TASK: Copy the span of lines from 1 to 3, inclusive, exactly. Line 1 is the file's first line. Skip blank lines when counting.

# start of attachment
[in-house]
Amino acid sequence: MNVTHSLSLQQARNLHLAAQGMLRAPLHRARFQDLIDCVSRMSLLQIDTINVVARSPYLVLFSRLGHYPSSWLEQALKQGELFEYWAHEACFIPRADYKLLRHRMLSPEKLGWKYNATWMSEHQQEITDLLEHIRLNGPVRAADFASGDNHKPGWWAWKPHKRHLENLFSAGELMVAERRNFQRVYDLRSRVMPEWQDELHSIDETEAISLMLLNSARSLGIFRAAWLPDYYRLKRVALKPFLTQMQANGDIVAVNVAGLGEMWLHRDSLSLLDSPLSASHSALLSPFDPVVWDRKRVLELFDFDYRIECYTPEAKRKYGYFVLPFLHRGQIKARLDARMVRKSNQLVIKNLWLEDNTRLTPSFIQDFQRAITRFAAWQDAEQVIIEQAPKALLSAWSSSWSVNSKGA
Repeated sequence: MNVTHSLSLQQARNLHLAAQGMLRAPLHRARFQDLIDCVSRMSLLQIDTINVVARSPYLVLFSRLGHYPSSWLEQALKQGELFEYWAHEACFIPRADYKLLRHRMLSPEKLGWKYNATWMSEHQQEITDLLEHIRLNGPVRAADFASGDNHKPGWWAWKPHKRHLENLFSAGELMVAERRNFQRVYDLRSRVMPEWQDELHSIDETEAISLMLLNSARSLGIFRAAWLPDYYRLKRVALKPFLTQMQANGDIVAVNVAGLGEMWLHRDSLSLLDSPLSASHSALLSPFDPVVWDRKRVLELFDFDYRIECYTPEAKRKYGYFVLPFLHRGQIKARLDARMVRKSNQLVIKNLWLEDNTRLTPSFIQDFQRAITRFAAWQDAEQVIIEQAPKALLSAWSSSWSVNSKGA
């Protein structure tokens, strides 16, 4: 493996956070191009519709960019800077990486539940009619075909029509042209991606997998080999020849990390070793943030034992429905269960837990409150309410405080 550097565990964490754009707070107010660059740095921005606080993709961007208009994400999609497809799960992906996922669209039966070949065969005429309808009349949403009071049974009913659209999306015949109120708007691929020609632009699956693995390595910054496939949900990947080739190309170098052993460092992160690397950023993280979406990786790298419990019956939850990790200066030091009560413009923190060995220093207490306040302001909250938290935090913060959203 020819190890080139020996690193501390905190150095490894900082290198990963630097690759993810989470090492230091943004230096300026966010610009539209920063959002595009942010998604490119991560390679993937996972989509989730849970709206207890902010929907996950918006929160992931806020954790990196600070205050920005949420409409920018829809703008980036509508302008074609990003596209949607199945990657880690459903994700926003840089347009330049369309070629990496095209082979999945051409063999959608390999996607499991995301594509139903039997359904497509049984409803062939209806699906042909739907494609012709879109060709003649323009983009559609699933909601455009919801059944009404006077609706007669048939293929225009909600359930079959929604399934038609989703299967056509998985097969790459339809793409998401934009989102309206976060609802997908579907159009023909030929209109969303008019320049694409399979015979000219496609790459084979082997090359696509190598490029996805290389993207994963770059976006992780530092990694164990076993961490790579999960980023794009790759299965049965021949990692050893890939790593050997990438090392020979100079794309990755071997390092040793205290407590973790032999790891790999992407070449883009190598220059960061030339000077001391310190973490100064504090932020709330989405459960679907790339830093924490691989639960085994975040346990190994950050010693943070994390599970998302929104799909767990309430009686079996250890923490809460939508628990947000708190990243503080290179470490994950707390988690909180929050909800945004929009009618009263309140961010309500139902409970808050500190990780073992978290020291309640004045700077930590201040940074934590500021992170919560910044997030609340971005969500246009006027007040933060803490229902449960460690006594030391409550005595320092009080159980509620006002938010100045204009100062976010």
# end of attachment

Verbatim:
[in-house]
Amino acid sequence: MNVTHSLSLQQARNLHLAAQGMLRAPLHRARFQDLIDCVSRMSLLQIDTINVVARSPYLVLFSRLGHYPSSWLEQALKQGELFEYWAHEACFIPRADYKLLRHRMLSPEKLGWKYNATWMSEHQQEITDLLEHIRLNGPVRAADFASGDNHKPGWWAWKPHKRHLENLFSAGELMVAERRNFQRVYDLRSRVMPEWQDELHSIDETEAISLMLLNSARSLGIFRAAWLPDYYRLKRVALKPFLTQMQANGDIVAVNVAGLGEMWLHRDSLSLLDSPLSASHSALLSPFDPVVWDRKRVLELFDFDYRIECYTPEAKRKYGYFVLPFLHRGQIKARLDARMVRKSNQLVIKNLWLEDNTRLTPSFIQDFQRAITRFAAWQDAEQVIIEQAPKALLSAWSSSWSVNSKGA
Repeated sequence: MNVTHSLSLQQARNLHLAAQGMLRAPLHRARFQDLIDCVSRMSLLQIDTINVVARSPYLVLFSRLGHYPSSWLEQALKQGELFEYWAHEACFIPRADYKLLRHRMLSPEKLGWKYNATWMSEHQQEITDLLEHIRLNGPVRAADFASGDNHKPGWWAWKPHKRHLENLFSAGELMVAERRNFQRVYDLRSRVMPEWQDELHSIDETEAISLMLLNSARSLGIFRAAWLPDYYRLKRVALKPFLTQMQANGDIVAVNVAGLGEMWLHRDSLSLLDSPLSASHSALLSPFDPVVWDRKRVLELFDFDYRIECYTPEAKRKYGYFVLPFLHRGQIKARLDARMVRKSNQLVIKNLWLEDNTRLTPSFIQDFQRAITRFAAWQDAEQVIIEQAPKALLSAWSSSWSVNSKGA